Understanding Your Loan Options
Depending on your goals and financial situation, you'll have several different refinancing options to choose from. We'll help you understand the differences between them so you can choose the right refinance loan for you.
Two Basic Types of Loans
Most loans fall into one of two categories: fixed-rate and adjustable-rate.
Fixed-rate loans are generally 15, 20 or 30 years long. They provide a constant interest rate, and monthly principal and interest payment, for the life of your loan. The benefits of refinancing your home with a fixed-rate loan is:
- Your monthly principal and interest payments will be predictable for the entire life of your loan
- You’ll be able to spread your payments out to lower your monthly principal and interest payment amount
- You won’t have to worry about mortgage rates rising
Adjustable-Rate Mortgages (ARM)
Adjustable-rate mortgages generally offer a lower rate than a fixed-rate loan for the first five to seven years of your term. After that, your rate will change with the market index. Here are some benefits and drawbacks of refinancing your home using an adjustable-rate mortgage.
- In the beginning of your loan term, your interest rate will be lower than a fixed-rate loan. This saves you money early on, which can be good if you’re not planning to stay in your home longer than the initial loan term.
- Your payments can increase quite a bit when interest rates are rising
- As the index goes up or down, your payments will also change at each scheduled adjustment date
- There are "rate caps" to limit the amount your interest rate can go up or down
Deciding Which Loan is Right for You
Deciding between a fixed-rate and adjustable-rate loan depends on two key factors:
How long do you plan to own your home?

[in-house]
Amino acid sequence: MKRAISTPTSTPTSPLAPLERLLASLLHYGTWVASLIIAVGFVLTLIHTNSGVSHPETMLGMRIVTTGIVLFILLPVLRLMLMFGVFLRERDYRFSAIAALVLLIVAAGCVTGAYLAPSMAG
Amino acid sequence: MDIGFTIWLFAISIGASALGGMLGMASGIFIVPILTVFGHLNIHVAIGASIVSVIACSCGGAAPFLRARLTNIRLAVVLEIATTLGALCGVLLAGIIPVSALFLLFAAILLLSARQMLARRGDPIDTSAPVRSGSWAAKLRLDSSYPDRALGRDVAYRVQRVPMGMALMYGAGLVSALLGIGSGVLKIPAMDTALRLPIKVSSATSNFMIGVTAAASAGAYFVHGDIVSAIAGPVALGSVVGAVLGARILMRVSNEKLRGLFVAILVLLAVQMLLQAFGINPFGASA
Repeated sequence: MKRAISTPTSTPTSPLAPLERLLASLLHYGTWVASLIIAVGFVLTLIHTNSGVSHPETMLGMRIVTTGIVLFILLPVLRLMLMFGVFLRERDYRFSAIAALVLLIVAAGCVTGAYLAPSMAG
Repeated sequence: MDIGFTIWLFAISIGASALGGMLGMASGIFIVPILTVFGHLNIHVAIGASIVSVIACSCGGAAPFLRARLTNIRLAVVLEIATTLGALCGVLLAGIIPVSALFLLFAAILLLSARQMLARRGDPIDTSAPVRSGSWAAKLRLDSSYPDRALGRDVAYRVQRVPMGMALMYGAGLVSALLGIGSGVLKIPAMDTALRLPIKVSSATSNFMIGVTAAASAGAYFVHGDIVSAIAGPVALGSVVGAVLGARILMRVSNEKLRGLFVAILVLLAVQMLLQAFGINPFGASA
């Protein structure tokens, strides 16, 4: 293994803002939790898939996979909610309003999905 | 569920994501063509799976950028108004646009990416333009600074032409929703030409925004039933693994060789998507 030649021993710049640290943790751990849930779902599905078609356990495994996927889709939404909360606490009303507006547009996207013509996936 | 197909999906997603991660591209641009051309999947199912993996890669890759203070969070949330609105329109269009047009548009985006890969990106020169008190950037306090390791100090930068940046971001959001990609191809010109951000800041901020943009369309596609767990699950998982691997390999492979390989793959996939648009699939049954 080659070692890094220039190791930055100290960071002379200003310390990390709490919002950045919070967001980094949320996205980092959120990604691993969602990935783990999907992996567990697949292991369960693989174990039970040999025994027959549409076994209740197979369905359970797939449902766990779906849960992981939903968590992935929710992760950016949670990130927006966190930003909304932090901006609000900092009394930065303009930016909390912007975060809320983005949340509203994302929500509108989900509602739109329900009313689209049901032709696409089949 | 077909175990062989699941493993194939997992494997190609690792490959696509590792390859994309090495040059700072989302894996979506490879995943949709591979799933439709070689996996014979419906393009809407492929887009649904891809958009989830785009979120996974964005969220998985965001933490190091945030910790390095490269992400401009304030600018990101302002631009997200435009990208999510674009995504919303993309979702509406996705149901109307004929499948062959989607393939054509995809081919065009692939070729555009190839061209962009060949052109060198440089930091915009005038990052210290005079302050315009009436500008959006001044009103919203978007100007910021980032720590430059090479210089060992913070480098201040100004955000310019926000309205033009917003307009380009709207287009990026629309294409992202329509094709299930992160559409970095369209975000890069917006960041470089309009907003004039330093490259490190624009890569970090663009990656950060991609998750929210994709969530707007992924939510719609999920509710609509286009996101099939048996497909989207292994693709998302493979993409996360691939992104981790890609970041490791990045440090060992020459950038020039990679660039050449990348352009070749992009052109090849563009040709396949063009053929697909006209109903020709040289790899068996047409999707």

- Planning to stay put.
If you plan to stay in your home for more than seven years, you may want to consider refinancing with a fixed-rate mortgage. A fixed-rate mortgage will offer you predictable payments and long-term protection against rising mortgage interest rates.
- Planning to sell.
If you plan to be in your home for seven years or
less, an adjustable-rate mortgage could be an attractive option. Keep in mind that should you stay in your home longer than you originally planned, your monthly payments may go up when your interest rate is adjusted if mortgage interest rates are rising.
What are the Current interest rates?
- Depending on current interest rate conditions, the differences in the monthly payment between a fixed-rate loan and an adjustable-rate loan could be very small or quite large. There are many different variables involved, so use our online calculator to figure out which type of loan makes the most sense for your refinance. You can also contact a Chase Mortgage Banker with questions. We can help you consider all of your options and choose the right loan for you.
Additional Refinancing Options
In addition to the traditional fixed-rate and ARM loans, we offer a variety of other loan options, like programs for low-income families, or veterans. As you shop around for loans, make sure to ask if you qualify for any special loan programs. Here are a few things to consider:
- FHA/VA loans. The Federal Housing Administration and the Veterans Administration offer loan programs with low down payment requirements. The FHA allows as little as a 3.5% down payment and there may be no down payment required for VA loans. Ask your lender about these programs.
- Alternative loan terms. Most mortgage loans are 30-year loans. However, there are also 15- and 20- year options. If you’re looking to pay off your home more quickly, you may consider refinancing for a shorter loan term.
- Ways to reduce your rate. You can reduce your interest rate when you "pay for points" to lower your monthly payment. One point costs 1% of your loan amount and can reduce your interest rate by about 0.25%. Learn more about discount points.
- Home Affordable Refinance Program (HARP). Created by the federal government, HARP makes it easier for eligible homeowners to refinance their homes at a lower rate. In many cases, an appraisal is not required and fewer documents are needed. Learn more about HARP.
Category: Bank loan